July2016 Booklist 19 www.booklistonline.com
exploration asks hard questions about
how to forge a well-lived life.
Picture Your Prosperity: Smart Money
Moves to Turn Your Vision into Reality.
By Ellen Rogin and Lisa Kueng. 2015.
Portfolio, $27.95 (9781591847397).
Drawing on research in psychology and
neuroscience, Rogin and Kueng encourage readers to use visualization techniques
to clearly define what they want out of
life. They offer an array of stories about
women who achieved their own ideals of
prosperity by starting with a clear picture
in mind of what they wanted. Gratitude
and giving are also large parts of the success stories they relate.
The Power Playbook: Rules for
Independence, Money, Success. By La La
Anthony. 2015. Penguin/Celebra, $24.95
When the word power is combined with
playbook in a book’s title, some might assume that the contents would offer tips
on succeeding in business without really
trying. Far from it, Anthony makes clear
in this commonsensical guide to living an
exception life by loving yourself first and
then tackling a career with passion, purpose, and gratitude.
Think and Grow Rich for Women:
Using Your Power to Create Success and
Significance. By Sharon Lechter. 2014.
Tarcher, $25.95 (9780399170829).
Lechter, coauthor of the best-selling
Rich Dad, Poor Dad (2007), revisits Napoleon Hill’s 1937 classic Think and Grow
Rich from the perspective of modern
women. Mindful that advice on wealth
accumulation can be much the same for
men and women, Lechter argues that the
difference in women’s values calls for a
somewhat different approach. She takes
issue with the notion that women need to
seek a balance between home life and career, instead counseling women to replace
guilt with power to make choices.
I Know How She Does It: How
Successful Women Make the Most of
Their Time. By Laura Vanderkam. 2015.
Portfolio, $27.95 (9781591847328).
Journalist Vanderkam asked women of
a certain pay range (more than $100,000
per year) to keep time logs and compiled
the more than 1,000 submissions into
something called the Mosaic Project. In
this volume, Vanderkam summarizes and
interprets the often fascinating data, effectively synthesizing the material into
strategies for working women climbing
the ladder of success.
Learn, Work, Lead: Things Your
Mentor Won’t Tell You. By Terri
Tierney Clark. 2014. Petersons, $17.95
Clark, a veteran of more than 20 years
in the investment-banking business, offers
solid advice for women about the unwritten
rules of the business world. Increasing flexibility and mobility in the workplace, she
asserts, will help women carve out careers
that suit their skills and ambitions, but they
will still need to make informed choices.
Million Dollar Women: Raise Capital
and Take Your Business Further, Faster.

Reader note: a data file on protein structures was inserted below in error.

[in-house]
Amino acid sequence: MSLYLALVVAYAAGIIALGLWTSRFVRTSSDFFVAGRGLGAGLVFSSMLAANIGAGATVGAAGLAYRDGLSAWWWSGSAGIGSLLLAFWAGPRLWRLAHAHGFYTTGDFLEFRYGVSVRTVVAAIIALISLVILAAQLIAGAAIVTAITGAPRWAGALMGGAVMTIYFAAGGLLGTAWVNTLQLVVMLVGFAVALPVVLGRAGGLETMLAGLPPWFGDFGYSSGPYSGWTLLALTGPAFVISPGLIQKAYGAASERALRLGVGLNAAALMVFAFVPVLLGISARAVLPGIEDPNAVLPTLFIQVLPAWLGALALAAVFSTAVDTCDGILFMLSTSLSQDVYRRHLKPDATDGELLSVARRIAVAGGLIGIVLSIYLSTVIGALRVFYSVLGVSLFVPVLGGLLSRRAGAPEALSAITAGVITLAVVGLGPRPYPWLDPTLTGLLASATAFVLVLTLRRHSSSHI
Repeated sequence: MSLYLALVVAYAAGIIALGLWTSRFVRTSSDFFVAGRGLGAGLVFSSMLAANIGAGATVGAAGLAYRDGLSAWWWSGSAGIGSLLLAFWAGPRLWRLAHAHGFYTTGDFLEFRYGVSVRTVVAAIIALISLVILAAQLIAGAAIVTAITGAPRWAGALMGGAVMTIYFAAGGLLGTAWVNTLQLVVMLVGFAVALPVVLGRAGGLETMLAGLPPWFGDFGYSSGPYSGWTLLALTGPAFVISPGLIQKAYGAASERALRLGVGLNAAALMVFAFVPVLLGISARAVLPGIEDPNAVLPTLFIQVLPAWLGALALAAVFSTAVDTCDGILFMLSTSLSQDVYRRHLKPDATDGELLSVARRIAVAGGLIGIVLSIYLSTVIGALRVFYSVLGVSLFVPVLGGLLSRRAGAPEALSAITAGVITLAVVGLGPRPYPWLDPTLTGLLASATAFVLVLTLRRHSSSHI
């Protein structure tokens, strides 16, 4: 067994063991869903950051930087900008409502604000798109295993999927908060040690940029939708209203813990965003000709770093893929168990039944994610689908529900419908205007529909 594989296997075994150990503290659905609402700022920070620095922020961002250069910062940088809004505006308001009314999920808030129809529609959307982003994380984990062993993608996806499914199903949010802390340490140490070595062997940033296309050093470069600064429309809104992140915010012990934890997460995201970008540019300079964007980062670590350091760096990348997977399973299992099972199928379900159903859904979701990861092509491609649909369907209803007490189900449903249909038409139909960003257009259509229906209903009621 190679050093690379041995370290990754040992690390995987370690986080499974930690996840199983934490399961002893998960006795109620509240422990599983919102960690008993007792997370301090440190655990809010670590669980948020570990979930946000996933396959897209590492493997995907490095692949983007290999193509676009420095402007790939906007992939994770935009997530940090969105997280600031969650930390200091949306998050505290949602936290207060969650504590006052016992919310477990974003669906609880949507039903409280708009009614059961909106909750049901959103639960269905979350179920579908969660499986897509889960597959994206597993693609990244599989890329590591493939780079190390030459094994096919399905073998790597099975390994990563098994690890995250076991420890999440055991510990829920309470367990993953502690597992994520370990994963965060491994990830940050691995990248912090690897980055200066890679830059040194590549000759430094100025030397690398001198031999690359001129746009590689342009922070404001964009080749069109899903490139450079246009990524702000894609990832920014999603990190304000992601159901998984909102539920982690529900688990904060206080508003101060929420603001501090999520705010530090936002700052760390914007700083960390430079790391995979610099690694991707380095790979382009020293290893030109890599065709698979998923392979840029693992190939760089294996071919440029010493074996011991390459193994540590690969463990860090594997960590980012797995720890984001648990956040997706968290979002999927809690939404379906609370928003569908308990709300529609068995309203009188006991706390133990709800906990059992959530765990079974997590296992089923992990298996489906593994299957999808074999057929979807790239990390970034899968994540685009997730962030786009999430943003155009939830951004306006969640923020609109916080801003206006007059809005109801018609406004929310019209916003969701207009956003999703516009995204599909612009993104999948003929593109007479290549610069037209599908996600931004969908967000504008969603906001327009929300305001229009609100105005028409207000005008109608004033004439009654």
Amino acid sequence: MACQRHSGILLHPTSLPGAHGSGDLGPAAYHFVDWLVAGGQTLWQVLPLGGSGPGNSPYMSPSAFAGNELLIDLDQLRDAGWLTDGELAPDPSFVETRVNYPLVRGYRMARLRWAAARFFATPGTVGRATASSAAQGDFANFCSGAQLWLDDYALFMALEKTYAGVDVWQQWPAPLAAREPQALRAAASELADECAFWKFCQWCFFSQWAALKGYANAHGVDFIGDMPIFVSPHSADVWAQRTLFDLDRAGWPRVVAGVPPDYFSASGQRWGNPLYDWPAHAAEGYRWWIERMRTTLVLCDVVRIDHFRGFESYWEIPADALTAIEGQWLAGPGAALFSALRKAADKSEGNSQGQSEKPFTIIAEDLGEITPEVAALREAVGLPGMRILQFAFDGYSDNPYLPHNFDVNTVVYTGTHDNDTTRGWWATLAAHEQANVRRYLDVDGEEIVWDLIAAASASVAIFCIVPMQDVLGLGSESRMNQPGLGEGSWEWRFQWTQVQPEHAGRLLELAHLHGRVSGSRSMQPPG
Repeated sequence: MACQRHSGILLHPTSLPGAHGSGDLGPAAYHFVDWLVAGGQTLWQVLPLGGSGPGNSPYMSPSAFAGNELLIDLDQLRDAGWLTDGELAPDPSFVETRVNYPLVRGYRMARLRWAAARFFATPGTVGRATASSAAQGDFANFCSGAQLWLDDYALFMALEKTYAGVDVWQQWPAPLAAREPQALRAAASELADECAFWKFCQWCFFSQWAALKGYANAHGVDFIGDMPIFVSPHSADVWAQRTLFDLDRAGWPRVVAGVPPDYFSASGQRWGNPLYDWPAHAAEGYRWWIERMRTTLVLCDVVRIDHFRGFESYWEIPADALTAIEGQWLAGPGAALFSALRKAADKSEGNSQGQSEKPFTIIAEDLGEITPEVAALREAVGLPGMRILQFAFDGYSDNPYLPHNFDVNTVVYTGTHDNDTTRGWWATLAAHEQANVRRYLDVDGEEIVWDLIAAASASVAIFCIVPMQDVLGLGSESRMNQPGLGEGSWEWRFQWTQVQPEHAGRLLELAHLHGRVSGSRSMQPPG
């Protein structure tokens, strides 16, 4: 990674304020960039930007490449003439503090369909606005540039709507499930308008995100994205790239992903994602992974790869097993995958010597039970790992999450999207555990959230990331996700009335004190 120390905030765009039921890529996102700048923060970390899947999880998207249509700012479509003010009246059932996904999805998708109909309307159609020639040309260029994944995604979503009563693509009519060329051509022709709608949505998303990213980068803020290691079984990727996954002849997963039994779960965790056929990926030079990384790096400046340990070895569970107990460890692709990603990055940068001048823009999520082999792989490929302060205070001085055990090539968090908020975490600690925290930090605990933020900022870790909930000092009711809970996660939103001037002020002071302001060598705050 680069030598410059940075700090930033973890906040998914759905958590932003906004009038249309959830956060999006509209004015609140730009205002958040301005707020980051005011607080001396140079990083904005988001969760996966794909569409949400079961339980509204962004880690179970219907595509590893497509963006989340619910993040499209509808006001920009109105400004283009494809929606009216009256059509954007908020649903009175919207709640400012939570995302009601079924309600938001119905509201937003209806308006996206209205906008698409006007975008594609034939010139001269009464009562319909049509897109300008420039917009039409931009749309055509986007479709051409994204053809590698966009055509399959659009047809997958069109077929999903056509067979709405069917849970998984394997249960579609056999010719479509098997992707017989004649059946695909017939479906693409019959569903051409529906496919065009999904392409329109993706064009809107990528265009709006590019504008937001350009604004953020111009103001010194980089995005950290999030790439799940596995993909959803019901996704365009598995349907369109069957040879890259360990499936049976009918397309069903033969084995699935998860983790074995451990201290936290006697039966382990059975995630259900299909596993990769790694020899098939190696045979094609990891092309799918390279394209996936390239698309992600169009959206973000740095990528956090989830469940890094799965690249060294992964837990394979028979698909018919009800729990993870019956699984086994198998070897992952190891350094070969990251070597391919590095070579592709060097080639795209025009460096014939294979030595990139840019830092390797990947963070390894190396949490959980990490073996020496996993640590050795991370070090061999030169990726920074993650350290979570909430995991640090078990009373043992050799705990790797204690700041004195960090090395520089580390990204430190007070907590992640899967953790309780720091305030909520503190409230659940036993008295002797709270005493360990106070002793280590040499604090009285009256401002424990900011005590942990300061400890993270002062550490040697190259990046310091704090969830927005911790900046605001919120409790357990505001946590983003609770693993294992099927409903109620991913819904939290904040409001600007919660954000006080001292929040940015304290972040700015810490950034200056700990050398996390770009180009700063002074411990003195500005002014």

By Julia Pimsleur. 2015. Simon &
Schuster, $28 (9781476790299).
Pimsleur, CEO of a multimillion-dollar
company, shares her inspiring story, recounting her realization that she needed
to change her mind-set, acquire new
skills, and learn how to raise capital if she
hoped to achieve her goals.
Overwhelmed: Work, Love, and Play
When No One Has the Time. By Brigid
Schulte. 2014. Farrar/Sarah Crichton,
Journalist Schulte manages to take a
fairly pedestrian topic, the value of leisure in modern American society, and
turn it into a compelling narrative on
work, play, and personal achievement.
This artful blend of memoir and cultural
Under the Bus: How Working Women
Are Being Run Over. By Caroline
Fredrickson. 2015. New Press, $25.95
Fredrickson reports that most references to women and their struggle to
combine work and family are implicitly
limited to professional women. But, in
truth, most women juggle their need
to earn money with costly child care,
noting that the law does not protect
certain groups of workers, including
domestic-service and minimum-wage
earners. Fredrickson recommends “
leaning together” and urges modernizing the
definition of employee so the law applies
to any designation—temp, independent
contractor, or part-timer.
Venture Mom: From Idea to Income in
Just 12 Weeks. By Holly Hurd. 2015.
AMACOM, $17.95 (9780814436387).
Mom power is what entrepreneur Hurd
extols, and to that end, she shows how
moms can be self-employed in three
months. No MBA is needed; no business
plan is required. Instead, Hurd parcels out
a dozen weeks of progressively more difficult homework, starting with establishing
your first venture and moving to getting
your first sale.
What Works for Women at Work:
Four Patterns Working Women Need
to Know. By Joan C. Williams and
Rachel Dempsey. 2014. NYU, $24.95
Law professor Williams teams up with
her daughter to pen an insightful guide
for women who want to break through
the glass ceiling. It starts by identifying
the four behavioral patterns of working women. Culled from 127 in-depth
interviews, the four behavioral patterns
are described in detail and buttressed by
anecdotes and examples as well as action
plans that are pragmatic and frequently
laced with humor.